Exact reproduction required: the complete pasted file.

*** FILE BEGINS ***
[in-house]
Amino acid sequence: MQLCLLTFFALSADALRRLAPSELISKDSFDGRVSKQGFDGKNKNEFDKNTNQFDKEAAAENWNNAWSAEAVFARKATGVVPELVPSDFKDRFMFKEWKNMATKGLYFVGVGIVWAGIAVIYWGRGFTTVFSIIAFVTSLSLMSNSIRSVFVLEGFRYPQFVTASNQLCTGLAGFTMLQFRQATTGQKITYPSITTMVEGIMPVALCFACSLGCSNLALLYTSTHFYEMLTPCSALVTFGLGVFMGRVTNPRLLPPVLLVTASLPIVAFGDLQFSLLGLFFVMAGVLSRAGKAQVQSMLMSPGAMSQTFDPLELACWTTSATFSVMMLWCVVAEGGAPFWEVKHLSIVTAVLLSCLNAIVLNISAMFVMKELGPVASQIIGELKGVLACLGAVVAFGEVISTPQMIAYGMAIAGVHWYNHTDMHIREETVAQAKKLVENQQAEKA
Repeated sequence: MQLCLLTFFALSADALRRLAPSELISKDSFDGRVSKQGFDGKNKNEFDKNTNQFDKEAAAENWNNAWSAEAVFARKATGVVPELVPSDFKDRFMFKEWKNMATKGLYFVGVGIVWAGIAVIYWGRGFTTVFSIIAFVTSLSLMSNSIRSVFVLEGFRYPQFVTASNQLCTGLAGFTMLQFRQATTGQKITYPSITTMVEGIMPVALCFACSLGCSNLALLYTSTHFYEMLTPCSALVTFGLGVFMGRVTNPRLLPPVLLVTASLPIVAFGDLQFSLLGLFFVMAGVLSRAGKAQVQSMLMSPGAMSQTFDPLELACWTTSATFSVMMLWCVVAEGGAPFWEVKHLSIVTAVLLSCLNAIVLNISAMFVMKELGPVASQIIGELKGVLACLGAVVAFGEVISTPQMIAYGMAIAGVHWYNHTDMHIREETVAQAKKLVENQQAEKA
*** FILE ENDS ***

[in-house]
Amino acid sequence: MQLCLLTFFALSADALRRLAPSELISKDSFDGRVSKQGFDGKNKNEFDKNTNQFDKEAAAENWNNAWSAEAVFARKATGVVPELVPSDFKDRFMFKEWKNMATKGLYFVGVGIVWAGIAVIYWGRGFTTVFSIIAFVTSLSLMSNSIRSVFVLEGFRYPQFVTASNQLCTGLAGFTMLQFRQATTGQKITYPSITTMVEGIMPVALCFACSLGCSNLALLYTSTHFYEMLTPCSALVTFGLGVFMGRVTNPRLLPPVLLVTASLPIVAFGDLQFSLLGLFFVMAGVLSRAGKAQVQSMLMSPGAMSQTFDPLELACWTTSATFSVMMLWCVVAEGGAPFWEVKHLSIVTAVLLSCLNAIVLNISAMFVMKELGPVASQIIGELKGVLACLGAVVAFGEVISTPQMIAYGMAIAGVHWYNHTDMHIREETVAQAKKLVENQQAEKA
Repeated sequence: MQLCLLTFFALSADALRRLAPSELISKDSFDGRVSKQGFDGKNKNEFDKNTNQFDKEAAAENWNNAWSAEAVFARKATGVVPELVPSDFKDRFMFKEWKNMATKGLYFVGVGIVWAGIAVIYWGRGFTTVFSIIAFVTSLSLMSNSIRSVFVLEGFRYPQFVTASNQLCTGLAGFTMLQFRQATTGQKITYPSITTMVEGIMPVALCFACSLGCSNLALLYTSTHFYEMLTPCSALVTFGLGVFMGRVTNPRLLPPVLLVTASLPIVAFGDLQFSLLGLFFVMAGVLSRAGKAQVQSMLMSPGAMSQTFDPLELACWTTSATFSVMMLWCVVAEGGAPFWEVKHLSIVTAVLLSCLNAIVLNISAMFVMKELGPVASQIIGELKGVLACLGAVVAFGEVISTPQMIAYGMAIAGVHWYNHTDMHIREETVAQAKKLVENQQAEKA